He thinks of other problems: “Otherwise, we can get rain, and the rain comes to the roots, and the fruit gets flabby, meaty, with common animal sensuality. The tannins are not hard, but the fruit has lost the beauty of the aromatic freshness.”

Watch video of Francois during fermentation

And the good years: “And now you have soils and years –
let’s say in 1990, in almost every soil – or almost every year in the great
terroirs – where the maturing process is so slow that the fruit can get to the
opulence, to the licorice, to the rotie flavors, to the great flavors,
meanwhile the plant goes on making photosynthesis with fresh red fruity
flavors, and now you don’t say with moralistic, simple reasonment the fruit is
overripe or under ripe, you say just that the fruit is in beautiful richness of
ripeness flavors. It’s opulent like cacao, and at the same time it’s not tired
and flabby, because the purity of the soil has sustained the long vegetative
cycle with fresh red fruity flavors.”

Tertre Roteboeuf

Tertre Roteboeuf

So how do you decide when that moment has arrived, I ask again…

“You play with different flavors, which are the flavors of
the year, which are never as I just said! So, there plays the
agriculture know-how of the local evolution of the maturity in your soil.” Now
as Francois gets to the height of his passion we have to interpret a little –
he is referring to the intimacy of the farmer with his terroir, and his point
relates to his relationship with his oenologist – the farmer who works his soil
year after year with the same crop develops an intimacy that cannot be replaced
by technology or advisors, and this is really the keystone of his thinking.

“I will give you very different years, to understand it.
1992: rainy, cloudy all the year.” He says that he had no problem of heavy,
meaty flavors at Tertre Rotebouef, as his terroir protects the vines against
this: “It’s not the disadvantage of this soil – this soil has other
disadvantages, the perfect terroir does not exist.” In ’92, he says the danger
was rustic tannins. “I’m not presumptuous enough to say I will control the type
of the wine, but I don’t want discord notes (of rustic tannins). Then, you know
that it will not be animal; it cannot be burned, it cannot be green; no teak,
tobacco flavors because of the lack of sun. But there is another way to play
with the fruit: you can wait the senile evolution of the skin (as it
starts to decompose) and then you come to decadent, very refined type of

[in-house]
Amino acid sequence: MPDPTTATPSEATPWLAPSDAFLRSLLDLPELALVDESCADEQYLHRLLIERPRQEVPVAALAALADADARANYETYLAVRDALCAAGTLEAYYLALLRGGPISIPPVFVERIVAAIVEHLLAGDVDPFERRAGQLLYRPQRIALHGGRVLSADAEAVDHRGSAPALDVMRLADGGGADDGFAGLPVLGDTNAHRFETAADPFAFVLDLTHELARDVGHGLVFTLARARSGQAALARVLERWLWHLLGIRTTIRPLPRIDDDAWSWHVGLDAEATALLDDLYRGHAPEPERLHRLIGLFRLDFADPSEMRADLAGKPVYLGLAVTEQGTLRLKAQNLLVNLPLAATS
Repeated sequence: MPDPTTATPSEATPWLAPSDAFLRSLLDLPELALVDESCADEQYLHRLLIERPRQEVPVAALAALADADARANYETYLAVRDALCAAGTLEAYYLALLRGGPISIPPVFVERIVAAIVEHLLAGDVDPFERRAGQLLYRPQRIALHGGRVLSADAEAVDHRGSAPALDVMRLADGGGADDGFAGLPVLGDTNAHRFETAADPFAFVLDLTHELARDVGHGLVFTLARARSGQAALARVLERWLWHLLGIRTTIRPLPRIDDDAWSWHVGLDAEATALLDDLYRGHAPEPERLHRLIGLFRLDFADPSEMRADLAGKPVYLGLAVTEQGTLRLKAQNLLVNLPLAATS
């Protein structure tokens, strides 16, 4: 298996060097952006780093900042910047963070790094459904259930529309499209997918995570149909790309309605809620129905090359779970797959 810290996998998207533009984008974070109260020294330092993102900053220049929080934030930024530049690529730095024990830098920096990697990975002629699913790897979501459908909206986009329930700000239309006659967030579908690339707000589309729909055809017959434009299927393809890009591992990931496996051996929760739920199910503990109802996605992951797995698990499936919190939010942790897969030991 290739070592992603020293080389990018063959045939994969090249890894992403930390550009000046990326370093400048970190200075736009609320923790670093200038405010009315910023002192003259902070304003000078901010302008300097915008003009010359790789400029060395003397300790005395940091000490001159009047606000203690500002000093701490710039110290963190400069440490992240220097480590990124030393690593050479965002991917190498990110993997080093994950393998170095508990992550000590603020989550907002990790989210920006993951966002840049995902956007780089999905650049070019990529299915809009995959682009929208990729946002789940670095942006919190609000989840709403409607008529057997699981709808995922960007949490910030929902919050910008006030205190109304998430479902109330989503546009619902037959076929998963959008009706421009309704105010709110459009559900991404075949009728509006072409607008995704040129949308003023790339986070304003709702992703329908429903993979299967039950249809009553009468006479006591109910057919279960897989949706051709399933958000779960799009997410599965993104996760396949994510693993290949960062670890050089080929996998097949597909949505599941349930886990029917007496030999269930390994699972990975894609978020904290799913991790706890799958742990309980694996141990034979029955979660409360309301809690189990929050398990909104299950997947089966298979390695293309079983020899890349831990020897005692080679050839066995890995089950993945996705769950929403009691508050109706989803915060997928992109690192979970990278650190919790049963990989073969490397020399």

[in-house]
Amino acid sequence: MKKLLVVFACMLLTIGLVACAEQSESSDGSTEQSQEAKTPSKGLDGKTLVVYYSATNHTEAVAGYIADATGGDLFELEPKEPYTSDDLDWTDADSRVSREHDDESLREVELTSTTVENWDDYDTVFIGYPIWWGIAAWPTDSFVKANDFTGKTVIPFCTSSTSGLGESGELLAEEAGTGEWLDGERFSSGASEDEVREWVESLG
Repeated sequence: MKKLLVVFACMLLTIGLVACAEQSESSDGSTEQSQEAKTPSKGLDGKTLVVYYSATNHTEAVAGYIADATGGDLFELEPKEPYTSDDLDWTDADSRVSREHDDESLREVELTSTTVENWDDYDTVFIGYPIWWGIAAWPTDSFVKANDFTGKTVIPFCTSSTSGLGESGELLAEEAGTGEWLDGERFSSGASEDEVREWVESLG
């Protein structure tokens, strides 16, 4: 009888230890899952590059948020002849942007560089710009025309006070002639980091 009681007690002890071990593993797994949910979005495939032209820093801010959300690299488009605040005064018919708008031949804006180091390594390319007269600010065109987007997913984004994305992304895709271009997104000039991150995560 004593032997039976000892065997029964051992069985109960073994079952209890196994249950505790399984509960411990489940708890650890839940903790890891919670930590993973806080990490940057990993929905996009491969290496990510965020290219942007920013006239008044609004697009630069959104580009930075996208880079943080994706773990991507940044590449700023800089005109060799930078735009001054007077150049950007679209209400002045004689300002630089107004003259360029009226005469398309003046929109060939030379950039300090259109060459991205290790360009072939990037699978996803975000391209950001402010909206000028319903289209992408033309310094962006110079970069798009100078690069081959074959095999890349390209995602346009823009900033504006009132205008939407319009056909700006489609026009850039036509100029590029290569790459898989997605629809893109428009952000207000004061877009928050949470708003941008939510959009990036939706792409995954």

flavors which are of straw, dead leaf, humus, tea flavors which makes all the
refinement of the ’92, with a certain type of fruit. So, you don’t say I harvest over-mature this year, NO! There are years I harvest very fresh. I just harvest “the 1992”. I know the evolution of the fruit in this sun, I saw the climate and suddenly there was only one possible reasonment to express the best original potential of the flavors of the fruit
that year.

Francois and Dave

Francois and Dave

“The vegetative cycle was very long, the plant making photosynthesis very late, because always humid and cloudy. So then how do you decide? You say, we have to harvest when you feel by the taste scrunching the pip under your teeth and scrunching the skin under your teeth; you see the fruit, you see at one moment the plant has finished the game. And then there was one other moment that decided in 1992. It was because in this type of year
there is an important part of rotten (grapes); you have to make a very strong
selection. You can say that that almost the decision comes to an economical
decision; you are ready to lose the harvest in a few days, and this when the
fruit is – OOP! – in the stage!”

And how many days was the 1992 harvest, I asked:

“Oh it was terrible! Because in these years I was not very
efficient in all this understanding, you know. We do triage with the
harvesters, but it was the first years we tried to understood… it was so much
difficult to understand that some of the most beautiful ripe fruit they were
among the rotten! We were building our know-how and we worked slowly, and it
was raining, and it was humid, and it was warm, and it get more and more
rotten, and we are harvesting more and more slowly… and we engaged ourselves in
a neurotic, dramatic story where harvest took almost three weeks, with all the
harvesters very tired. It was very, very disappointing. Now I know how to go
very, very quickly with a big team, but at this time I did not know and we lost
a big part of the harvest.”

Just two years later in his 1994 harvest, Francois picked Tertre Rotebouef in two sessions of two days, between rain showers, with a team of 40 pickers, ferrying the same team over to Roc des Cambes between sessions.

“Before 92 we had the 90’s years, when all was easy. Before the 90’s when a year was “little” you could say we were producing tender little years (at Tertre Rotebouef). Now the people who buy wines they want always rich flavorful expression of the character of the year, so the game comes much more difficult.”

I asked if that was the kind of wine he likes to make, or would he like to see those tender years instead?

“In old times we could produce in little years, diluted
vintages. Now the consumer is so much refined, pays very expensive the bottle,
and he wants the know-how of the wine producer to express from the fruit a
refined, intense expression of the character of the year – but not the same
character each year of course. And the game comes much more difficult. In 1990
I was wondering, we are very lucky, but if comes a difficult year, how will we
be able to give satisfaction to the modern consumer who wants really beautiful
emotions? And the first test came in 1991 and 1992.”

We move on to another example of Bordeaux’s varying climate,
and as Francois gets into high gear I just let him talk…

“Let’s talk about 1998. Dry year, dry in August – you could
say spicy. Everything was quite perfect. In 8 days (the harvest) would have